A Funeral Service can be conducted in any way that best suits the family and can be as simple or ellaborate as you wish.
Single Funeral Service
A Single Funeral Service is when the Service is held entirely at one place with the committal service incorporated. There is no procession to a cemetery or crematorium afterwards.
Examples of this are a graveside service, service in a crematorium chapel or a service held at a chapel, church or other venue followed by a non-attended cremation or burial.
Dual Funeral Service
A Dual Funeral Service is when the funeral service is held in two parts, the first service takes place at a chapel, church or other chosen venue followed by a procession to the cemetery or crematorium where a second, and usually shorter, final committal service is held.
A Memorial Service is when the burial or cremation has already taken place or when the coffin is not present. Often families will choose to have a private burial or cremation followed by a more public Memorial or Thanksgiving Service.
Private Funeral Service
A Private Funeral Service is when attendance at the funeral is by invitation only. The funeral is not usually advertised and it is left to the family to contact anyone they wish to attend.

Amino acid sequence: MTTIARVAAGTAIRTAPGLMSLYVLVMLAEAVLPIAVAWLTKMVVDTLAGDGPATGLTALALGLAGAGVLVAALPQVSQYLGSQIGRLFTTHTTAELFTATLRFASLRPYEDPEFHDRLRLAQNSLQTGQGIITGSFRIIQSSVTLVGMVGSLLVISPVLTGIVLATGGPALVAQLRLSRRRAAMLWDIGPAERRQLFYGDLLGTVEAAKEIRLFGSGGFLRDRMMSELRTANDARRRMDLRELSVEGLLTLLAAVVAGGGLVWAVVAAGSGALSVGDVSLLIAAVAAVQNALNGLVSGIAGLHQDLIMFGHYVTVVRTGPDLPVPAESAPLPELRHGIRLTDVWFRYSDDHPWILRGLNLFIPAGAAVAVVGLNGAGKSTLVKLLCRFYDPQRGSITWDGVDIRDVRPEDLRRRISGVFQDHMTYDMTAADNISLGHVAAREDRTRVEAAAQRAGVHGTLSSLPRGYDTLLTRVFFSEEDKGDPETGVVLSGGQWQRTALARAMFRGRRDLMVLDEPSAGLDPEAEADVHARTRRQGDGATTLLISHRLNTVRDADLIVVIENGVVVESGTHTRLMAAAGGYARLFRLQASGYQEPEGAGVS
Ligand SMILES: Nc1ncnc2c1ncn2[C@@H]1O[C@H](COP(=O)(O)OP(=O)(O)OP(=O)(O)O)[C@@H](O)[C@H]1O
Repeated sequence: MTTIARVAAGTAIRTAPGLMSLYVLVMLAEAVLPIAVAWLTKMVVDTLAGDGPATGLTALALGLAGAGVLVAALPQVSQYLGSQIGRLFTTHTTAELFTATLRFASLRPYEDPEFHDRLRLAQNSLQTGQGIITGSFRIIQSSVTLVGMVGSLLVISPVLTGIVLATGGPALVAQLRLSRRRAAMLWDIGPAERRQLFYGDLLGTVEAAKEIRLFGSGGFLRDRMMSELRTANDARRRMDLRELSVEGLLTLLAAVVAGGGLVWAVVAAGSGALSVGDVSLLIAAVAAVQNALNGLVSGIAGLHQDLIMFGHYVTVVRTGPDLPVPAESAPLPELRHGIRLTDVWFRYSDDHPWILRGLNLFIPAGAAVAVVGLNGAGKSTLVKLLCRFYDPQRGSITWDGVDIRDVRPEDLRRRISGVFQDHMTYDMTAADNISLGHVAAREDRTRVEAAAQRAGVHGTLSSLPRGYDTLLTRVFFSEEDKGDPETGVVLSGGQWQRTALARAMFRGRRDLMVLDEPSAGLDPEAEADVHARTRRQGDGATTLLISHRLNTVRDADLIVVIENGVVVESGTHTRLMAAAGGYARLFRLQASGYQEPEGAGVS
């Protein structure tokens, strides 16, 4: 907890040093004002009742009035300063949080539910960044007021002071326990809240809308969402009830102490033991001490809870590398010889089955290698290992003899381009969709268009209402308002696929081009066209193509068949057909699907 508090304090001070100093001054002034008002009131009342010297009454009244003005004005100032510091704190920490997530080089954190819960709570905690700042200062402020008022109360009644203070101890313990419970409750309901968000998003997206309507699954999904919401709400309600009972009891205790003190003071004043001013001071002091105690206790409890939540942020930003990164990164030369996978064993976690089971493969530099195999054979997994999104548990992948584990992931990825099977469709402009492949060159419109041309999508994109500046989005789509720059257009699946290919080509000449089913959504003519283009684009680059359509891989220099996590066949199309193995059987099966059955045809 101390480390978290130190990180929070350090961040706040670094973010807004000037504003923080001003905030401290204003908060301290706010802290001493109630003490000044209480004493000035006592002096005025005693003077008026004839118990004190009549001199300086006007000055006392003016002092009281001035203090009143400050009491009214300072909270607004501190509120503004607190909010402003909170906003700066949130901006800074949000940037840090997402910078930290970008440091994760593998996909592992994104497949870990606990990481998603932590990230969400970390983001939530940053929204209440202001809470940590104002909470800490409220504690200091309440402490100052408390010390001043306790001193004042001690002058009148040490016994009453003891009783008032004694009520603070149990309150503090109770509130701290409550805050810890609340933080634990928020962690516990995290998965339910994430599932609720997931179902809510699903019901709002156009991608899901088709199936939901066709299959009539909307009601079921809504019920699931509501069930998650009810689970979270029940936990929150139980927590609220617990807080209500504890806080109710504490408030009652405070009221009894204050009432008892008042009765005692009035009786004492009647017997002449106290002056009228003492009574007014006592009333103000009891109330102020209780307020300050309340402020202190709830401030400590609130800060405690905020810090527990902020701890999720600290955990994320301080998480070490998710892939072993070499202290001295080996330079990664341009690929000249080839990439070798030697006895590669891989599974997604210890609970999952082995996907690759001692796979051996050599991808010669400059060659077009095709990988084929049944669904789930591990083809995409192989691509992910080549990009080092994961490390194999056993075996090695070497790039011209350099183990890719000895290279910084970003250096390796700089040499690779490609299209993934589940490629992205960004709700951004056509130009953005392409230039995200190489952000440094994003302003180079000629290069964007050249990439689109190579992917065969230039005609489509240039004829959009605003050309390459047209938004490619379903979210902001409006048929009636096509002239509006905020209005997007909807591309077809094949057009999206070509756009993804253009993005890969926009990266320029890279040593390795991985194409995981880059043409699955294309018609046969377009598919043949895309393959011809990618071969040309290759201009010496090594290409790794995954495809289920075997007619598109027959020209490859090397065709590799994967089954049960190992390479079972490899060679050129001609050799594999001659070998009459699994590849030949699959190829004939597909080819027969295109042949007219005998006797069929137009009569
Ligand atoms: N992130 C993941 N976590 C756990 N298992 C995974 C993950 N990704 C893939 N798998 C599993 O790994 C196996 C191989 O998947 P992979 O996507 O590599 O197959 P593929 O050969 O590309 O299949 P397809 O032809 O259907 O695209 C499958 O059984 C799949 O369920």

Essential Care Service
Our Essential Care Service is suited to those who do not wish to have a funeral service at all.
The Essential Care Service usually involves the transfer from the place of death into our care, basic mortuary preparation and viewings (if required), followed by transfer to the Crematorium with no family attendance. The ashes can then be returned to the family.
TYPES OF FUNERAL SERVICES
An RSL Service can be held for all eligble Ex-Service Personnel.
The RSL Service is a 5-10 minute tribute held as part of the funeral service and involves a representative of the RSL, who speaks about the official war service history, which is obtained from the Department of War Records. During this Service the Ode is recited, other Ex-Service Personnel, RSL members, family members and others attending the service are invited to lay a poppy, the symbol of war sacrifice.
The Last Post and Reveille is played.
The coffin is usually draped with the Australian flag (supplied by Nielsen Funerals),
medals are often displayed on the coffin, other Ex-Service Personnel and RSL members may also form a guard of honour.
To view an example of an RSL Service please click here.
A Masonic Service can be held for a Freemason.
The Masonic Service is a 5-10 minute ritual held as part of the funeral service and involves a representative of the deceased's lodge (often the Chaplain or Master of the Lodge) who speaks about the history and involvement of the deceased within the Masonic Lodge, these official records are obtained from the Grand Lodge. During this ritual a white apron and sprig of evergreen, two important Masonic symbols, are placed on the coffin.
Masonic Brethren may also form a guard of honour at the end of the funeral service.